The most recent assessment of the health of Bay grasses by the Chesapeake Bay Program found that only 37% of the ultimate restoration goal of 185,000 acres has been achieved. While this is an increase of almost 9% from 2020 to 2021 it is an approximately a 38% decline from 2018, the highest acres reported since monitoring began in the mid-1980s.
The small gain was largely due to an increase in widgeon grass, which fluctuates with weather and water quality, so is not a reliable indicator of the long-term health of Bay grasses.
The good news is that abundance in and around the Susquehanna Flats region increased from 9,200 acres in 2020 to 10,331 acres in 2021.
The bad news is that acreage in the Little Choptank River continued to decline, dropping from 551 acres in 2020 to 175 acres in 2021. The Choptank River also decreased its acreage. And Eastern Bay declined from 840 acres in 2020 to 507 acres in 2021.
On the western shore, the Severn and Magothy rivers both saw significant decreases in underwater grass acreage. The Severn declined from 294 acres in 2020 to 227 acres in 2021, while the Magothy decreased from 124 acres in 2020 to 59 acres in 2021.
In the Virginia portion of the Bay, underwater grasses improved in the Corrotoman and Rappahannock rivers, as well as in Mobjack Bay. The Rappahannock, which includes the Corrotoman, increased from 2,204 acres in 2020 to 3,235 acres in 2021. Mobjack Bay also did well with acreage increasing from 7,440 acres in 2020 to 8,355 acres in 2021.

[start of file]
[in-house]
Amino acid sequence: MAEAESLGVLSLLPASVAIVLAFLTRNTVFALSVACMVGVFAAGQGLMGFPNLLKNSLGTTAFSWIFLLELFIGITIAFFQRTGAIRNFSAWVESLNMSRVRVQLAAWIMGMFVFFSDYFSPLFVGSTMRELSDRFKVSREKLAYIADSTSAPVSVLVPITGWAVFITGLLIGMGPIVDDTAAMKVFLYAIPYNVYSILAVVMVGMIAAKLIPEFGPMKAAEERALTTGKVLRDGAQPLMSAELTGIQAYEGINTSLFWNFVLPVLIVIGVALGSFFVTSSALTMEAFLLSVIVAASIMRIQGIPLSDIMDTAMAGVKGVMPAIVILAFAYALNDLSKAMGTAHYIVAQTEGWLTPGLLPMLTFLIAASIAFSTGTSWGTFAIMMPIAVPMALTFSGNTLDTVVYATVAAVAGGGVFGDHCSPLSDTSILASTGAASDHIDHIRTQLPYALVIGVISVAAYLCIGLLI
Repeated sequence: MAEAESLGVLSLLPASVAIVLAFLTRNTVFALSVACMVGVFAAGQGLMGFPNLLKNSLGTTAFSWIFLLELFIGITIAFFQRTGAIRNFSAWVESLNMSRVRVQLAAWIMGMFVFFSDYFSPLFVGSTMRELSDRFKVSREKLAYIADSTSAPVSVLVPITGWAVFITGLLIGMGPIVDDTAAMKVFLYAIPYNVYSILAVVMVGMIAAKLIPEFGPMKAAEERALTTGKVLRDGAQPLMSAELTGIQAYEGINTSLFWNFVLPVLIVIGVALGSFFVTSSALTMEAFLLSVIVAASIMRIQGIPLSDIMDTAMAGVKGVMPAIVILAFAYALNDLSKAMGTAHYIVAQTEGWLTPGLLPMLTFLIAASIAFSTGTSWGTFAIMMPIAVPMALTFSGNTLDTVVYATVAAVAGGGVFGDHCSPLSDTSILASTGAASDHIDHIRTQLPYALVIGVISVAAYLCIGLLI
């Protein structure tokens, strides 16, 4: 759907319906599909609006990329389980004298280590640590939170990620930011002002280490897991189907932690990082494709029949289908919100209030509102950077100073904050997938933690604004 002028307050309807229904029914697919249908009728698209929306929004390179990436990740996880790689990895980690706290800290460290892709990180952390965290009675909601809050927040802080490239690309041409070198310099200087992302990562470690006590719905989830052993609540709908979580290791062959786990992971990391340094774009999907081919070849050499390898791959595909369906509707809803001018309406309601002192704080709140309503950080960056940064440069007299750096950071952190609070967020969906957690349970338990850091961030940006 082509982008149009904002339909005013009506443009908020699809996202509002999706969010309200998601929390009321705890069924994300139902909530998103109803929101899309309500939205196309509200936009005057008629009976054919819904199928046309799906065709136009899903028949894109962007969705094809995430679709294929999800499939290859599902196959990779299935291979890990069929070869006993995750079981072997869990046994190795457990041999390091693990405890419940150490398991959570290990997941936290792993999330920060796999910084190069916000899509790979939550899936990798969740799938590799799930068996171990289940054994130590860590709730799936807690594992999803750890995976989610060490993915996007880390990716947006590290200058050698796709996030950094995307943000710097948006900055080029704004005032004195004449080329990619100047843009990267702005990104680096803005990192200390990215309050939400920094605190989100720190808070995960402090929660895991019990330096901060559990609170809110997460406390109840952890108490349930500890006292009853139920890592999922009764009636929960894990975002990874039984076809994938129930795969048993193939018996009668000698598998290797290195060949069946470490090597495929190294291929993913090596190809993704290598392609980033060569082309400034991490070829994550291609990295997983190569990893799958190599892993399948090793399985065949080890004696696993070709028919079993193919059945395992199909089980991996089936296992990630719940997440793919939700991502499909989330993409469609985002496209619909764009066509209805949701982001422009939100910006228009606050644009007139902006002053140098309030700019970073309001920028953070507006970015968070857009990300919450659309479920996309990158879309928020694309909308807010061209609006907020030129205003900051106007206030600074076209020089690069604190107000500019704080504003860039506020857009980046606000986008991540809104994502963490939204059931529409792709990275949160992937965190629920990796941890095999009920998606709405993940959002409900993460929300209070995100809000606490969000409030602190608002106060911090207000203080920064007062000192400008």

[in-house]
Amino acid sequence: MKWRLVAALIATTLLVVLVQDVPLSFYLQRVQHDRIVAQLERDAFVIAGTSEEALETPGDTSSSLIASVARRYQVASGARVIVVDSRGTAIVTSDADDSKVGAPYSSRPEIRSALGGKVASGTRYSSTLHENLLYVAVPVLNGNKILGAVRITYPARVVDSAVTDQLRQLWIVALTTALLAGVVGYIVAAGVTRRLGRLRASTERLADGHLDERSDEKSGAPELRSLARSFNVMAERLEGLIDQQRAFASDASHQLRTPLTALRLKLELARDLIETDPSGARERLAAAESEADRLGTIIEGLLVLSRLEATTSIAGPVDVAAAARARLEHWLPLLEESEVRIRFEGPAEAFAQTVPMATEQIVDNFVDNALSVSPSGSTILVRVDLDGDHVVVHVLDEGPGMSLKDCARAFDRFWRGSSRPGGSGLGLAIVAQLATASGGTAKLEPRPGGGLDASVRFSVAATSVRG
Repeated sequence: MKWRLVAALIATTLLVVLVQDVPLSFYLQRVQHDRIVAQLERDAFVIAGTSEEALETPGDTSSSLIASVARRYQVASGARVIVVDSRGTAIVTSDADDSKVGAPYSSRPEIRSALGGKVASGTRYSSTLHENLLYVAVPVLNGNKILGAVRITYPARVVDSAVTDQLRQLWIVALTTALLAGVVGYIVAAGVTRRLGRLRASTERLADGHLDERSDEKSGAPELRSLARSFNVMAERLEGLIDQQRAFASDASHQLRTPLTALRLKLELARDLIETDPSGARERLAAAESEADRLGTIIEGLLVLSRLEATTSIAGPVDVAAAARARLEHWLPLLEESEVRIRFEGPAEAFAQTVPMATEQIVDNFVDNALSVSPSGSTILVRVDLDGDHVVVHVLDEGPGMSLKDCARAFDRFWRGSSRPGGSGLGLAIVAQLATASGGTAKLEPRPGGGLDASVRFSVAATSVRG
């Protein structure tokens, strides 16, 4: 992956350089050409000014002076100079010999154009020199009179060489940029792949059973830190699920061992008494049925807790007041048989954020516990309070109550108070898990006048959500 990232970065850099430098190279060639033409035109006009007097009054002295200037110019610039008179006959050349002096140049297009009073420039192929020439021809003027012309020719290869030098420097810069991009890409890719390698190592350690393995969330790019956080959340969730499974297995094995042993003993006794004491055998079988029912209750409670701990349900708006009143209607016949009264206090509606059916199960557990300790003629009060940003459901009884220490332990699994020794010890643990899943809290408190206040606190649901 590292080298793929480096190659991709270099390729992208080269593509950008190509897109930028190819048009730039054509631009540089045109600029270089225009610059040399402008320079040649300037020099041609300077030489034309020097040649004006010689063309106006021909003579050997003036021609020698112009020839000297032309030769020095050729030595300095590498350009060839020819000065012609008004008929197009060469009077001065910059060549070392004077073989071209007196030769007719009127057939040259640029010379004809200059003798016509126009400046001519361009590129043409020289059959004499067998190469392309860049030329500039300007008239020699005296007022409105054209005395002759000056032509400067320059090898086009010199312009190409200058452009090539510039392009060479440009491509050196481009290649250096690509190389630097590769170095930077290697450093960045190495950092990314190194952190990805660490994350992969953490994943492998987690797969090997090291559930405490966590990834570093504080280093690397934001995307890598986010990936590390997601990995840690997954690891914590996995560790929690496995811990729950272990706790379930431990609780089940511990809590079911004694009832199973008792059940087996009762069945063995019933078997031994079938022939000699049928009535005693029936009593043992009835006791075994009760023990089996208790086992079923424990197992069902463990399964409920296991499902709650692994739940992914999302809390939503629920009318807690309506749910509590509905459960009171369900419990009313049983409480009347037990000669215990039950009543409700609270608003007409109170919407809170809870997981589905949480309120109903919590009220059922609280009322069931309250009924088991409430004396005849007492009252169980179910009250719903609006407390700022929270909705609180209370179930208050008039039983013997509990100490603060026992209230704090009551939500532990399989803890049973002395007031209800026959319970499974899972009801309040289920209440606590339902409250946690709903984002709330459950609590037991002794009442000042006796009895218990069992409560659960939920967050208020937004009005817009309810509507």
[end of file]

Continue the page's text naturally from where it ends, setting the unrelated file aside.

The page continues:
Following the publication of the results, Chesapeake Bay Foundation director of science and agricultural policy, Beth McGee, issued this statement.
“Bay grasses are essential to the health of juvenile crabs, fish, and other aquatic life. The crab population, especially juvenile crabs, are dependent on habitat provided by grass beds. As the Bay Program noted, “Researchers that study underwater grasses believe that the increase or decline of the juvenile blue crab population is in direct correlation to the increase and decrease of grass beds.”
“Reducing pollution is the key to restoring Bay grasses and other critical habitat. While progress has been made, the challenges of climate change, and pollution from agriculture and development continue to threaten the Bay’s health.
“With a deadline to meet pollution reduction commitments by 2025, all Bay jurisdictions need to do more. It is EPA’s responsibility to ensure that all jurisdictions meet the commitments that have been made. CBF also is advocating for the U.S. Department of Agriculture to provide additional funding to implement agricultural conservation practices that will reduce polluted runoff.
“It is essential that the Bay jurisdictions accelerate efforts to reduce pollution. Pennsylvania is far behind, although its legislature recently passed important funding to reduce pollution in its local rivers and streams. Maryland must do more to reduce pollution from agriculture and fix the failures at its most significant wastewater treatment plants. And Virginia must follow through on its commitments to reduce pollution from agriculture, urban and suburban runoff, and wastewater treatment plants.”